Feb 20, 2014

Review: Lady Thief by A.C. Gaughen

Title: Lady Thief
Author: A.C. Gaughen
Publisher: Walker Childrens
Publishing Date: February 11, 2014
Pages/Format: 304, eARC

Scarlet’s true identity has been revealed, but her future is uncertain. Her forced marriage to Lord Gisbourne threatens Robin and Scarlet’s love, and as the royal court descends upon Nottingham for the appointment of a new Sheriff, the people of Nottingham hope that Prince John will appoint their beloved Robin Hood. But Prince John has different plans for Nottingham that revolve around a fateful secret from Scarlet’s past even she isn’t yet aware of. Forced to participate at court alongside her ruthless husband, Scarlet must bide her time and act the part of a noblewoman—a worthy sacrifice if it means helping Robin’s cause and a chance at a future with the man she loves. With a fresh line of intrigue and as much passion as ever, the next chapter in Scarlet’s tale will have readers talking once again.

Initial Reaction of Book in One Word: NEEEXT.

I quite liked Scarlet, Lady Thief's predecessor, and much more than I thought I would. I still really liked this sequel (I think), but I don't think like I did the first book. Part of the reason may be because I read it on my Kindle (I'm not a huge fan of eBooks, but I'm getting better at reading books on it, I promise!), and part of it may be because I feel like Lady Thief did a 180 from Scarlet. Now, I'm not saying I dislike the 180; I'm just saying it doesn't mesh the two books together. I know that doesn't make much sense, so let me try to explain.

Scarlet was extremely action-packed, with things constantly happening (and done well). There was romance underneath everything, but it progressed through the novel and built up to form the official, sexual-tension-turned-into-something-more relationship between (spoiler!) Robin and Scarlet. In Lady Thief, there's less action. It's more about Scarlet as Marian (who, by the way, seems less like Scarlet Scarlet, or SOMETHING, in this book, IDK) and being "married" to Gisbourne, and trying to help the people without actually being out and about and thieving. It's about trying to actually do something in the oh so wonderful world of politics (or royalty, in this case). And it's also more about the romance. While their scenes were quick, this book had a lot more moments between Rob and Scarlet. And don't get me wrong--I loved that. BUT, it just felt different from Scarlet, if that makes sense. And some of the scenes were too quick--give me some slow burning romance! Yes, they're together, but make them together longer, don't make it so quick, please!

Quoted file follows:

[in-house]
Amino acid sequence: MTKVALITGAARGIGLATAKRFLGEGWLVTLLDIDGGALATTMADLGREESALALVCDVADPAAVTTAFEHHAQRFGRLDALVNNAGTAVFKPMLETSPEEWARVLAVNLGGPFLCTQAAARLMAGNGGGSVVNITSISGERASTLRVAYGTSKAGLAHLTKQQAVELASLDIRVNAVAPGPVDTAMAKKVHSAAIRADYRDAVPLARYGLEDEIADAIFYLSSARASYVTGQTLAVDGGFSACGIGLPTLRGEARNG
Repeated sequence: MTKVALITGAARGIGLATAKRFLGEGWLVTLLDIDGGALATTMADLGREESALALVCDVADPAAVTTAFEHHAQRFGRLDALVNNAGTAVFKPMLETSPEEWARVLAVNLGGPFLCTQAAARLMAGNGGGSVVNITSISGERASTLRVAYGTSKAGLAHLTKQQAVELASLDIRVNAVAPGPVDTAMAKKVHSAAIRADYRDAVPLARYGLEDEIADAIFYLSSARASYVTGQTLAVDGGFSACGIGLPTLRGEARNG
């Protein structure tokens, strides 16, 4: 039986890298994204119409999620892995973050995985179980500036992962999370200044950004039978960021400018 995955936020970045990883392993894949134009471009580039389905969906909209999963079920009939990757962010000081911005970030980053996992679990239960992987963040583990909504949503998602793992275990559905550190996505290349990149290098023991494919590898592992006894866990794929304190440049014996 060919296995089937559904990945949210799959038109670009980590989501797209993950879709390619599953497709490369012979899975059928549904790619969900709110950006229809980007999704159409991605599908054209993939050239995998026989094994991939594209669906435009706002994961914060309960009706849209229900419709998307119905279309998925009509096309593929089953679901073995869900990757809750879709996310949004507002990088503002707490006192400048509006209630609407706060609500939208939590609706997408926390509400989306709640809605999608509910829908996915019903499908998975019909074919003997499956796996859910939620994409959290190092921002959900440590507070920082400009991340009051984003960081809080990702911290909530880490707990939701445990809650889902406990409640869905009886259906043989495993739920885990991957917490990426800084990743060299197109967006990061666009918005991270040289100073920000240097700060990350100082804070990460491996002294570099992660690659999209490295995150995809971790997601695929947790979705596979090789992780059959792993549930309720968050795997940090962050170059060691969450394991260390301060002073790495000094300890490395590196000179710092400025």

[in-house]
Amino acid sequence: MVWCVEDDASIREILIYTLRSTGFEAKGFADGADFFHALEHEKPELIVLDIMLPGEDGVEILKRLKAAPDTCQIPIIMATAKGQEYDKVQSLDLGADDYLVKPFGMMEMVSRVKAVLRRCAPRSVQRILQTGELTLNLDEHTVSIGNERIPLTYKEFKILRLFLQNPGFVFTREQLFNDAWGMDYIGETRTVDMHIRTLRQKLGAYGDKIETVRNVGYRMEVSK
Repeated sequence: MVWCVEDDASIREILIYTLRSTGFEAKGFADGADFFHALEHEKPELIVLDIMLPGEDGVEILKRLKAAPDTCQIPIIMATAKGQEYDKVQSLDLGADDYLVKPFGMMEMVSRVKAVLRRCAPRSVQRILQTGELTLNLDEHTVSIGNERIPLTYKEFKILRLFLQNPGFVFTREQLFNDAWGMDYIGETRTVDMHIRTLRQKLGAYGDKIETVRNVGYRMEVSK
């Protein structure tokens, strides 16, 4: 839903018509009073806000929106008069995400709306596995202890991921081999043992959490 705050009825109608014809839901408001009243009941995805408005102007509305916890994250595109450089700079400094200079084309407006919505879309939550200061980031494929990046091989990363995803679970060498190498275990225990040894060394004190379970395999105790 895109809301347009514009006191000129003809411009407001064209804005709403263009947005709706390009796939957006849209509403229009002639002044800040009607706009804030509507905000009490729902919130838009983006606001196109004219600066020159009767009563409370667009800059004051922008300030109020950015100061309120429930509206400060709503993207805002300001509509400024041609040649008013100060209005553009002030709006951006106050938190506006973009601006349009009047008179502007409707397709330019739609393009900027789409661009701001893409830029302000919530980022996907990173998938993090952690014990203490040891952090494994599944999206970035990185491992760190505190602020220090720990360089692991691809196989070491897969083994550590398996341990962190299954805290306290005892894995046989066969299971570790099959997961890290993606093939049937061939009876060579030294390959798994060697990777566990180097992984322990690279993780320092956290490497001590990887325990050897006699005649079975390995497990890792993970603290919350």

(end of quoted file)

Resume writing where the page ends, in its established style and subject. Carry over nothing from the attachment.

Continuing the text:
Aside from the fact that Lady Thief just felt different from Scarlet, I did like it! And more so than not! There's less of the band in this book, but they're still there. As I somewhat mentioned earlier, Scarlet ends up spending some time in the castle and portraying her role as Gisbourne's wife. (Of course, it's not for love; there's a deal in there.) There, she finds out some things about Prince John, Gisbourne, the queen, and herself. Even with Scarlet's absence from the band, we still get plenty of Rob. But he's not whole; he's having some problems after being tortured in Scarlet. However, he's still Rob, and you can't help but love him. Robin Hood is a total fox, after all. (Yes, I did that on purpose.) While I like John, and like him more in this book, I still like Much more; actually, I kind of adore him. He's just so sweet! I still hate Gisbourne, though he doesn't seem as vicious and cold in this book. Prince John's horrible, of course, and I don't care for his wife Isabel, either. But Queen Eleanor, she's interesting (and reminds me of Anastasia's grandmother in Anastasia). I'd say more, but it's spoilery!

Ah, this review is kind of short, but I don't know what else to say! (I am dissatisfied with this review, and maybe that's because I still don't know quite know how I feel about this book! But, alas, the review must be written!) I may have made it seem otherwise, but I did like Lady Thief--just not as much as Scarlet. Maaaybe I'd feel different about it if I reread it, and as a finished, physical copy. Parts of it just seemed like there's wasn't a whole lot of it effort or something put into it, and, again, the whole 180 thing. Even so, I enjoy this series, and this was a fine installment. Also, can I pleeeaaassseee have the third book right now? Because I need it. (Spoilery thoughts on the end: Ummm, please tell me Book Three isn't going to be one of those books where the love interests are separated for a very large chunk of the book, because I hate that. End spoiler.) If you've been wondering whether or not you should read these books, stop wondering: read them. They contain everything, from swoons to swordfights, thrills to thievery, and action to awesomeness. They are fun and enjoyable, and definitely worth reading. So, you know, go forth and read. But Scarlet first, because obvi.

Did I like it? Yes!
Did I love it? Not quite.
Would I reread it? Yes.
Would I purchase it? I want this on my shelf, pronto!
Who would I recommend it to? If you've read Scarlet, then obviously you should read this. But also read this if you like a good series, retellings, books set in the past, and all that jazz. Oh, and romance and fun!

I received a copy of this book from the publisher in exchange for an honest review, and that in no way sways my opinion of the book.

1 comment:

  1. Great review! I loved Scarlet and while I enjoyed Lady Thief, I felt similar that it wasn't the same. Still good, and still looking forward to reading the third book. But still. Scarlet was so amazing!


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